A man on a mission to help spinal injury patients

18 Sep 2023

John Connolly has been a man on a mission to improve the hospital experience of patients in the PA Hospital’s Spinal Injuries Unit (SIU) ever since he was a patient of the unit himself in 2019.

While full of praise for the care, diligence and hard work of the unit’s staff, John recognised that the unit itself was an outdated building with some outdated technology, and upon returning home to the Sunshine Coast he set about rectifying that the best way he could.

During his stay he saw that the unit is a place that builds hope in its patients, each of whom have gone through a life-changing injury. He also identified that the TV’s in the Unit, were limited in the entertainment options they offered and knew it was an issue he could solve, which would help build hope and resilience in patients by benefitting their mental health during their stay.

The first step for the former Wallabies coach was raising funds for new TV’s to be installed and iPads to be made available to current patients.

John held a luncheon on the Sunshine Coast and was blown away by the generosity of the local community as he was able to raise over $80,000 for the PA’s charitable arm the PA Research Foundation.

“When I was in here, the TV's back then, many of them didn’t even work and when they did work, they offered very little variety,” he said.

“I had an iPad so I could get by, but not everyone had that option. When you're spending many, many hours in a bed and you have an iPad or access to a TV it makes the time easier and go so much faster, and internally, it helps you a great deal.”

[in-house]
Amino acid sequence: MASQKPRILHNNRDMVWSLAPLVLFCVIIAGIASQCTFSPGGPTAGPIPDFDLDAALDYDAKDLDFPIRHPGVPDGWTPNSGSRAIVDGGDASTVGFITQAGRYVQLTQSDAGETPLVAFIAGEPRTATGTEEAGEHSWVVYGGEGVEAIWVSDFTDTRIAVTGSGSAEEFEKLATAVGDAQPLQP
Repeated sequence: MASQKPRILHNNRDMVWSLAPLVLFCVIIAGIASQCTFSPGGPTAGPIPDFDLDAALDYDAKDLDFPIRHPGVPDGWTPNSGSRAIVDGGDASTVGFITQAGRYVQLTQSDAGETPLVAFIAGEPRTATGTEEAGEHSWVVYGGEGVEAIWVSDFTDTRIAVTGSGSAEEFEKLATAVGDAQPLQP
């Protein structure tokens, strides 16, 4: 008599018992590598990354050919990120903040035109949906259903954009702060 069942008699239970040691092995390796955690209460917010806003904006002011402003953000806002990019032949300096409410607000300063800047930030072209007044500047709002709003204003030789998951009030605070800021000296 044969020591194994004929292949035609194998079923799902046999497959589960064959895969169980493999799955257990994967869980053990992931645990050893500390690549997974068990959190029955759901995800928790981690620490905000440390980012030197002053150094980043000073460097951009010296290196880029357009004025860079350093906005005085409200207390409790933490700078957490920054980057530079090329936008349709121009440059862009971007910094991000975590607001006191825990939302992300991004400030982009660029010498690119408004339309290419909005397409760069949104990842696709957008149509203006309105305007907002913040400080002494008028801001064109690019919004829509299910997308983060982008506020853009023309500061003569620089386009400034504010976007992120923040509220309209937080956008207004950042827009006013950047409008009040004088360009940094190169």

While John raised funds to buy new TV’s and provide iPads which could be incorporated into patient care plans by hospital’s occupational therapists, he also set about advocating for improvements to the delivery of care across the board, including staffing levels.

“There’s a lot of stress on the system, it’s nobody’s fault really, it’s an old building and we’ve had a lot of population growth which has placed more pressure on the health system,” John said.

“The staff and the care they provide is world class, but they’re understaffed. I’ve spoken with the former Health Minister Yvette D’Ath several times and she was fantastic in understanding the situation and trying to get things moving. I’m sure the new minister will do a good job as well.

“The staffing levels have improved already and now that we have the TV’s and iPads rolling out, we have to continue to look at how we can improve the facility, so it is on par with the level of care delivered by the staff.”

The PA Research Foundation has been hard at work finding solutions around various infrastructure issues to get the TV’s installed, including voice-controlled options for quadriplegics patients. Each new TV is connected to high-speed Wi-Fi and has multiple streaming services installed.
Importantly for patient safety and communication, the TV’s do not interfere with the patient call system. The screens adding to high speed wi-fi the Foundation made possible in 2019 and an 85-inch TV screen for the common dining room.

“Whether it’s free Wi-Fi, TV’s and iPads or increasing staffing levels there’s an awareness now among everyone that we can do better and it’s just about working towards that,” John said.

“What we're providing here is hope, and this facility is so important to doing that for every single one of its patients.”

PA Research Foundation Chief Executive Officer Damian Topp said the organization was eternally grateful to John for his fundraising efforts.

“We can’t thank John enough for his passion in making this project a reality and for the positive impact his efforts will have on countless patients who will be cared for in the Spinal Unit,” he said.

“We would also like to thank and recognize Betta Electrical for providing us with a significant discount which has allowed us to spread the funds raised even further and help more patients.”

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